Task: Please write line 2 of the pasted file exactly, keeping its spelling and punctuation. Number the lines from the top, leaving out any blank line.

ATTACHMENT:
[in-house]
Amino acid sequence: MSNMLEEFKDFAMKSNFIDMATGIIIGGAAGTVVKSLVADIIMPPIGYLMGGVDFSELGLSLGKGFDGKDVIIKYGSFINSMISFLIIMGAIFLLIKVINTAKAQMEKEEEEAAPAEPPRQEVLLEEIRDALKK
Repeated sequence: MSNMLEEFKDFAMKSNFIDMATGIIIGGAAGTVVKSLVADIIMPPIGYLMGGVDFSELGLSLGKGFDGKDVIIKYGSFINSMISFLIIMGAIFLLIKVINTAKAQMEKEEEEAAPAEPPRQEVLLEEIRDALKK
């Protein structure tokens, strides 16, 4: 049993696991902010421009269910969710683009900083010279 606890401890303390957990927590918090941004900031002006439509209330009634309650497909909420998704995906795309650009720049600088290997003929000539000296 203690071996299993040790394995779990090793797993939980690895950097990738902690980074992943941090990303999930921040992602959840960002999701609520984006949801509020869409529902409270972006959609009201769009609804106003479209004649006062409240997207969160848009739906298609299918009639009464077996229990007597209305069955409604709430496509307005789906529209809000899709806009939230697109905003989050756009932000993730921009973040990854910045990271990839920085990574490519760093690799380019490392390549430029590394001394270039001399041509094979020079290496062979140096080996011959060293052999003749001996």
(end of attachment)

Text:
Amino acid sequence: MSNMLEEFKDFAMKSNFIDMATGIIIGGAAGTVVKSLVADIIMPPIGYLMGGVDFSELGLSLGKGFDGKDVIIKYGSFINSMISFLIIMGAIFLLIKVINTAKAQMEKEEEEAAPAEPPRQEVLLEEIRDALKK